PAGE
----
and earned 96 points out of a possible 100. A jury of architects judged homes on the aesthetic and functional elements of the home’s design; integration and energy efficiency of electrical and natural light; inspiration and delight to Solar Decathlon visitors; and documentation including drawings, a project manual, and an audiovisual architecture presentation that accurately reflect the constructed project on the competition site.

Comfort Zone (Awarded Saturday, October 1, 2011) Contest
Ohio State University topped the contestants in the Comfort Zone Contest,

Ohio State University’s enCORE shines brightly at night

The Ohio State University team shows visitors the air supply system of their house, enCORE

with 98.652 out of 100 points for maintaining indoor temperatures between 71 and 76 degrees Fahrenheit and relative humidity below 60 percent.

Communications (Awarded Friday, September 30, 2011) Contest
Middlebury College’s communications efforts,

Middlebury College’s Self-Reliance shines brightly at night after a stormy day

Middlebury College students pose for photo after accepting the first place award for Communication Contest

including communications plans, student-led tours, and team website, were judged by a jury of website and public relations experts, and won the contest with a score of 90 points out of a possible 100 points.

Engineering (Awarded Thursday, September 29, 2011) Contest
New Zealand won the Engineering contest,

New Zealand’s First Light shines brightly at night

New Zealand’s Victoria University of Wellington celebrate after taking first place in Engineering Contest

which was evaluated by a group of prominent engineers, who determined which solar home best exemplified excellence in functionality, efficiency, innovation, reliability and documentation of its energy systems. New Zealand scored 93 out of a possible 100 points.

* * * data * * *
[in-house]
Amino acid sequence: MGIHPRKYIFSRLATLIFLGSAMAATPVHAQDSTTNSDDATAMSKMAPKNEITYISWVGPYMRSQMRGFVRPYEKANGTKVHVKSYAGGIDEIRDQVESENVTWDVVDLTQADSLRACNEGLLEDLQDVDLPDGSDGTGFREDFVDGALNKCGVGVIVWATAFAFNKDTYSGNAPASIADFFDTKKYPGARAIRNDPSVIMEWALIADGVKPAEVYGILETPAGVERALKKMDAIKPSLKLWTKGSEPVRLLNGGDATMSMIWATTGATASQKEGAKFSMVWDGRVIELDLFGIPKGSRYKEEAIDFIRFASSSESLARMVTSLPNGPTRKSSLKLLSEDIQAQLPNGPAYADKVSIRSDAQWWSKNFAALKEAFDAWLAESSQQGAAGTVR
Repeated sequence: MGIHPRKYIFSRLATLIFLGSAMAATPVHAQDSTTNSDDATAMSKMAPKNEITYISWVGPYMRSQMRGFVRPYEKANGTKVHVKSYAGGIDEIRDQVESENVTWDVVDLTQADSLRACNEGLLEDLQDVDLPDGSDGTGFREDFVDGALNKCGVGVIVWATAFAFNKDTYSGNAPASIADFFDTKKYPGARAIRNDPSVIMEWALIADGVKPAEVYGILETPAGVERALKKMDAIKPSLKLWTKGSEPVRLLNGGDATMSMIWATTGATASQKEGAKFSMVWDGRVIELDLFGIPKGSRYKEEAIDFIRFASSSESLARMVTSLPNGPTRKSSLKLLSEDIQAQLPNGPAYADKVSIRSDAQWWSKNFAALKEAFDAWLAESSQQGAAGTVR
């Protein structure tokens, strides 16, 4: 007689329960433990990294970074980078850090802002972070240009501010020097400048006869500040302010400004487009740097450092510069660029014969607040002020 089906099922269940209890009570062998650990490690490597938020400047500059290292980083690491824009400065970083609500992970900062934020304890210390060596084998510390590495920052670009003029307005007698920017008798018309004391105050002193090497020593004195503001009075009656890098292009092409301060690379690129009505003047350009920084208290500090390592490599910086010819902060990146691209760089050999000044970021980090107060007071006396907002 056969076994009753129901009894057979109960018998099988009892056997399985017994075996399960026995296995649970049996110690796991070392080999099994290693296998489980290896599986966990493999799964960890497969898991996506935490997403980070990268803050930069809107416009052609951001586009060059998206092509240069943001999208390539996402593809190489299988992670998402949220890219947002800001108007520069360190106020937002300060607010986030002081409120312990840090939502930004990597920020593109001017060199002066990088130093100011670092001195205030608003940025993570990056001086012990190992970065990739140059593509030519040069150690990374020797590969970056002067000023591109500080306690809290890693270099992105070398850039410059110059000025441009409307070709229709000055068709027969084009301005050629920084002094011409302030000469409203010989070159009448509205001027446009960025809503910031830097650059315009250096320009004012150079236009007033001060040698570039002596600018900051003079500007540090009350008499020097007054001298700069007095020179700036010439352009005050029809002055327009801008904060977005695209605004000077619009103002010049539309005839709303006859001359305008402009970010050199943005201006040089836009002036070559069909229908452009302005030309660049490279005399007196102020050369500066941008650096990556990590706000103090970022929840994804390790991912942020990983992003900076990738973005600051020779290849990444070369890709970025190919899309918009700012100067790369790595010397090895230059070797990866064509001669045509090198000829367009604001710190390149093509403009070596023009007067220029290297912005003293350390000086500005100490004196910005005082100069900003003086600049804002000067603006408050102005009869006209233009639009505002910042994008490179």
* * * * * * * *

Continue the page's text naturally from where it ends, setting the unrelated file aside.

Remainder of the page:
Home Entertainment (Awarded Saturday, October 1, 2011) Contest
Middlebury College earned 98.560 out of a possible 100 points in this contest, which required students to use electricity generated by their solar houses to run interior and exterior lights, a TV, a computer, and a kitchen appliance to boil water. Teams were also required to hold two dinner parties and a movie night for neighbors.

Middlebury College’s student Melissa Segil prepares a dish during a competition dinner party

Hot Water (Awarded Saturday, October 1, 2011) Contest
Seven teams tied for first and earned the full 100 points in the Hot Water contest’s “shower tests,” which aimed to deliver 15 gallons of hot water in ten minutes or less. Of course, the water was heated by the sun. Tying for top honors in this contest were:  Appalachian State University,  University of Maryland, New Zealand’s Ghent University, Ohio State UniversityParsons NS Stevens, SCI-Arc/Caltech, and Tennessee.

Chelsea Royall, front, Team Design Director of Appalachian State University, talks about her team’s house (The Solar Homestead) on Media Preview Day

New Zealand’s First Light’s dining room

Maryland’s Watershed clear view

   University of TN’s Living Light shines brightly at night

Future homeowners of Empowerhouse of Parson New School of Design & Stevens Institute of Technology  

rainbow seen between SCI-Arc/Caltech’CHIP (left) & Ohio State University’s  enCORE(right)

Energy Balance (Awarded Saturday, October 1, 2011) Contest
Seven teams tied for first and earned the full 100 points in the Energy Balance contest. Teams earned points for producing at least as much energy as their houses needed during the contest week. The teams accomplished this by balancing production and consumption. Tying for top honors in this contest were:  Florida International,

Illinois, Maryland, New Zealand, Purdue, SCI-Arc/Caltech, and Tennessee.

Market Appeal (Awarded Saturday, October 1, 2011) Contest
Middlebury College won the Market Appeal contest, which evaluated whether the cost-effective construction and solar technology in a team’s design would create a viable product on the open market. Judges gauged market appeal based on three criteria:  livability, marketability and constructability. Middlebury earned 95 points out of a possible 100 as judged by the professional jury.

More about the Solar Decathlon